In the backlash against the Bush administration’s (first-term) pro-democracy agenda, a lot of critics have been singing the praises of “alternative” models of development. Exhibits A and B are usually Russia and China, which have been prospering of late without such pesky inconveniences as free elections and independent judges.
But we tend to forget two other major rising powers, India and Brazil, which are solid democracies and whose economies have been picking up steam lately. The Wall Street Journal has a useful article on Brazil’s economic resurgence. The country, according to reporter Matt Moffett, is seeing its “greatest burst of prosperity . . . in three decades.”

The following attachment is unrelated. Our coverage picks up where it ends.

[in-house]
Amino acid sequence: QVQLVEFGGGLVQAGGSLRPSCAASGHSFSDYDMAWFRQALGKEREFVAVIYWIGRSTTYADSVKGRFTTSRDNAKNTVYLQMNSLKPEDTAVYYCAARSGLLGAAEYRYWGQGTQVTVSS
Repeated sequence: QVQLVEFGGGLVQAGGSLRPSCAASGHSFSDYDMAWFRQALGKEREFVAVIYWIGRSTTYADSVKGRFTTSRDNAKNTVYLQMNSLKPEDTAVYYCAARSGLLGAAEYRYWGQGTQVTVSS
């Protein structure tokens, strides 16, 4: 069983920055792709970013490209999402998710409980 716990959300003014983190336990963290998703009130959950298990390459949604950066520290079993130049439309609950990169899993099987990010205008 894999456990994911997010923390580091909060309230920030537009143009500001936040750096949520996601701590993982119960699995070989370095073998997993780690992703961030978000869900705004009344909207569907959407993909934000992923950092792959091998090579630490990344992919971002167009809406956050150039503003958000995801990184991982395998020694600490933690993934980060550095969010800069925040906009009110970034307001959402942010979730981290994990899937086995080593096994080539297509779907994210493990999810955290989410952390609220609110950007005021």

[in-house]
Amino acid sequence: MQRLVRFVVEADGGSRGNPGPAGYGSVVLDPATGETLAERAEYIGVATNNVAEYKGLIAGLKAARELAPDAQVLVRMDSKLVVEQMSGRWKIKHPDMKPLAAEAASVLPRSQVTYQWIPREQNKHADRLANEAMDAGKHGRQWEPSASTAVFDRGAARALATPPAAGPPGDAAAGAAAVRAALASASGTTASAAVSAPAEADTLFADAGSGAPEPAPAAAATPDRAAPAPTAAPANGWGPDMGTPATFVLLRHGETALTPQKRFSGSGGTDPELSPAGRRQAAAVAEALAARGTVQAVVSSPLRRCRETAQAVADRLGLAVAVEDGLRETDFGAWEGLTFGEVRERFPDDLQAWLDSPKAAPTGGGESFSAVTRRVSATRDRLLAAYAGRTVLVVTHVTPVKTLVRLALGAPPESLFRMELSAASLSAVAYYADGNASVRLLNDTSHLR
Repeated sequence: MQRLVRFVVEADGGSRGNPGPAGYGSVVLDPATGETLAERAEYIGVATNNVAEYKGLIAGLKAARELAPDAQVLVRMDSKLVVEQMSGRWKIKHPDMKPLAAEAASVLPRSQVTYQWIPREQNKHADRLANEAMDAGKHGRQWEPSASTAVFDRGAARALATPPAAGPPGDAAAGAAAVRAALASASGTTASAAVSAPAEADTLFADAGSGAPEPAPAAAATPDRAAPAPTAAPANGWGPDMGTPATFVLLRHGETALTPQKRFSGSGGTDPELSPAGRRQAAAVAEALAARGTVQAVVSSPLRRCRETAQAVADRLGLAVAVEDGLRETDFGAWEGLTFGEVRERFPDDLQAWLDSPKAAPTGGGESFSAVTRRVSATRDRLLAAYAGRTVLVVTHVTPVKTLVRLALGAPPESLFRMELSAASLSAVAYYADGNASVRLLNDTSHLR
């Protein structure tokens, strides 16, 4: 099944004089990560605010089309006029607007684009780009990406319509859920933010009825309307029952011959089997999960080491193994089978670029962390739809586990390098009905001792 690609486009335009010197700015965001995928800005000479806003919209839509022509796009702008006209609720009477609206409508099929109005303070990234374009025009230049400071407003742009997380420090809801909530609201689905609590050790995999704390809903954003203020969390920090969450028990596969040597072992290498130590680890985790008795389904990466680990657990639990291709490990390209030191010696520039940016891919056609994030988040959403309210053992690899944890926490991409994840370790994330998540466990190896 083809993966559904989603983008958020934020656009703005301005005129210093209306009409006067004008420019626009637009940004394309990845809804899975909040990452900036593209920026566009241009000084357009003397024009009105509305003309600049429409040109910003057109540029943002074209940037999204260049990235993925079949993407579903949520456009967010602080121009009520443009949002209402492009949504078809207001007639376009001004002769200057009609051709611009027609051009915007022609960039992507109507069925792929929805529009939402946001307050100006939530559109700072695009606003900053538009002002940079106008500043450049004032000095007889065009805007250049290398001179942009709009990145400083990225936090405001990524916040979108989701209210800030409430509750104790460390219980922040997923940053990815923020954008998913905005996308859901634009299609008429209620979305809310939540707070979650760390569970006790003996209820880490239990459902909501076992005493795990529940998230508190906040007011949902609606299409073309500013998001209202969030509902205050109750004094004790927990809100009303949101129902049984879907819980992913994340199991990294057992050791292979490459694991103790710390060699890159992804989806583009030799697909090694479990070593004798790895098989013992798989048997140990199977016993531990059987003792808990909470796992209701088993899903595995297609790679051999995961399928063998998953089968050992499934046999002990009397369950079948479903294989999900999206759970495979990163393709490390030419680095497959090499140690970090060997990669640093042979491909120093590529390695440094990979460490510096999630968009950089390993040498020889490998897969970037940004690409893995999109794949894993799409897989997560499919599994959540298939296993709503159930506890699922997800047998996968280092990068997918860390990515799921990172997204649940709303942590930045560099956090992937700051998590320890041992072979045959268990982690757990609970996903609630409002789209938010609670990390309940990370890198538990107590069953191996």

The article goes on to note:
Brazil has enough money lying around that Monday it announced it would follow other booming countries like China and Persian Gulf oil states in setting up a sovereign-wealth fund, worth between $10 billion and $20 billion, to invest its excess cash.
Much of this new-found growth is a tribute to Brazil’s nominally leftist president, Luiz Inacio Lula da Silva, who has put in place pro-business policies which are attracting foreign investment. India is seeing a similar growth spurt because its government also is abandoning the socialist nostrums of the past. Both Brazil and India have a long way to go, but in the long run, they’re a better bet than Russia or China, whose long-term futures are clouded by the existence of illiberal regimes run by parasitic elites.